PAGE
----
In terms of tracking, you’re limited to fairly rudimentary means. For example, you could include a special URL or offer code on your ad, or you could ask people, “how did you hear about us?” when they sign up.

B2B Examples

We all see many B2C ad examples on offline media every day, so how are B2B companies making use of offline ads? Here are a couple of examples:

  • Slack took out a full-page ad in the New York Times in November 2016 as a response to Microsoft’s announcement that they were going to build a service “like Slack.” This was a clever strategy to emphasise the brand and demonstrate its commitment to creative solutions to the business community.
  • Workfront ran a direct mail campaign after careful analysis of its customer base. They identified a number of characteristics from accounts the company had previously won, such as the type and size of the company and the types of roles they were hiring, then targeted companies who were a match, sending them floral bouquets. They also sent out Valentine’s cards directing prospects to a personalised landing page.

Considerations of offline advertising

Much like any form of digital advertising, a key consideration of building an offline advertising strategy is understanding your own target audience and knowing the demographics of the audience for the specific offline media.

You’ll need to do some research and get a few questions answered about each specific channel. For example:

  • What are the basic demographics (e.g. location, gender, race, age distribution) of the audience for this medium?
  • What are the economic demographics of the audience (e.g. income, occupation breakdown, industry…)?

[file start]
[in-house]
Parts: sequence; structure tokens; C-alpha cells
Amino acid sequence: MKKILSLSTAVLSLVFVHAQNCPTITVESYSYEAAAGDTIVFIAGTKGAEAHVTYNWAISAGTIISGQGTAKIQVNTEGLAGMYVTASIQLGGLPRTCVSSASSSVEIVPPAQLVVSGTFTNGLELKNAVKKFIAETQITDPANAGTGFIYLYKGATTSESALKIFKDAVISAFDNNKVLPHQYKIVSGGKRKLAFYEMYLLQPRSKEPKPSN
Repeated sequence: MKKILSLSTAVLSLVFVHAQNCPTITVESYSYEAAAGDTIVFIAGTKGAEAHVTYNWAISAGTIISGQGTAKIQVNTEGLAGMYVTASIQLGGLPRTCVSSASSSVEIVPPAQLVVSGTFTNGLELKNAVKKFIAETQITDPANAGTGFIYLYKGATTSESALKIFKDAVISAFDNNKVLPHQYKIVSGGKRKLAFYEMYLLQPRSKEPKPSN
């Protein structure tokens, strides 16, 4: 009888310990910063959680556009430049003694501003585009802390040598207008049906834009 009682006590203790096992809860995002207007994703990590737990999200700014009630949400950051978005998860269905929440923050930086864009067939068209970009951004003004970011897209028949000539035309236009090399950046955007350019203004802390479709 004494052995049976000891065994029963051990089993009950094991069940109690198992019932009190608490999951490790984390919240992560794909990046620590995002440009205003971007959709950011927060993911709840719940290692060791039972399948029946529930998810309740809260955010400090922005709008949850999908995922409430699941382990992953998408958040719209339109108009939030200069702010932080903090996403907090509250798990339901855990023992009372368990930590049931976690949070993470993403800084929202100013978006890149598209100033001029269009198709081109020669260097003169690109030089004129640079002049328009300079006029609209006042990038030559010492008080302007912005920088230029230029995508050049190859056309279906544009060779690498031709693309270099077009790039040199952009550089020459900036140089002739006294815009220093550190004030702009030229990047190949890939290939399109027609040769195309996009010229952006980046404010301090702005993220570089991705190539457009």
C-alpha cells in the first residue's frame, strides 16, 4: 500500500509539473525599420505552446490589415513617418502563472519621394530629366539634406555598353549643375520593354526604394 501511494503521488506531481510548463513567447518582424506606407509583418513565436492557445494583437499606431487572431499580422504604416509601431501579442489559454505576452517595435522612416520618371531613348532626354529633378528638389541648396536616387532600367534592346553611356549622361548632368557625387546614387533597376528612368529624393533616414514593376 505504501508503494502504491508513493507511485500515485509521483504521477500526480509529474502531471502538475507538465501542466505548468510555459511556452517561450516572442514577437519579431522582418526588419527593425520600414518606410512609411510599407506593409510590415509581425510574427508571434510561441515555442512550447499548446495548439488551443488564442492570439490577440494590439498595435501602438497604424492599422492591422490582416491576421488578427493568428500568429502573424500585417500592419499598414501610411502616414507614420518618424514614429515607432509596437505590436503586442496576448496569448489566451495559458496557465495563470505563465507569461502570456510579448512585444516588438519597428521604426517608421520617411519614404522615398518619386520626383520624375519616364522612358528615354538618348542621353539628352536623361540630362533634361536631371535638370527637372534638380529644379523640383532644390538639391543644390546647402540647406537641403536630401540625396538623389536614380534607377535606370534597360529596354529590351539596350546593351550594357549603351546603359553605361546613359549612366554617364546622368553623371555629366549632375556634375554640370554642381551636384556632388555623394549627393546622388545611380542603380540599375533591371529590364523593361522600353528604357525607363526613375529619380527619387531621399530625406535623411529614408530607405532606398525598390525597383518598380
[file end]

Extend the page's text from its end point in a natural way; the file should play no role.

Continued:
How well does this advertising demographic match up with my target customer demographic?

You should be able to answer many of these questions by asking for an audience prospectus (sometimes called an ad kit) from whatever company is selling the ad inventory. As an example, for billboards you should receive information about the aggregate demographics of the area around the billboard, approximately how many people drive by it per day, and a sense of who those people are.


Cost is a huge variable with offline advertising. You can expect that the larger the audience, the more you will pay for advertising. An advert in a national newspaper such as The Telegraph will cost more than the same ad in The IoD Director magazine. Similarly, a direct mail campaign sent to 5000 company directors will cost more than the same mail sent to 1000 directors.

We like this suggestion from Tim Ferris, author of the 4 Hour book series:

“If dealing with national magazines, consider using a print or ‘remnant ad’ buying agency such as Manhattan Media or Novus Media that specializes in negotiating discounted pricing of up to 90% off rate card. Feel free to negotiate still lower using them as a go-between.”

Look for UK-based media companies in your area who will also buy remnant ads. This is ad space that is currently being unused and is often sold very cheaply close to print deadlines. This is because it is otherwise worthless to the publication if the space is unsold.

Remnant ads aren’t just limited to print advertising, they are available across most offline mediums, too. You just have to be flexible in terms of location and timing.

There are a few different mediums to consider when it comes to offline advertising, so let’s break each one down and look at what you should consider for each:

Print advertising

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Print advertising is probably the most traditional of all forms of offline advertising. Out of all offline advertising methods, only TV is ahead of print in terms of overall spending.

Like any form of display, social or PPC advertising, successful print ads must be well-designed. This includes catchy headings, engaging copy and high-quality imagery (or at least the first two if you’re running ads without images).

Newspapers – Tend to be purchased by an older demographic, so it wouldn’t be the best choice if your target demographic is under 30. They are published at local and national levels and price tends to depend on circulation.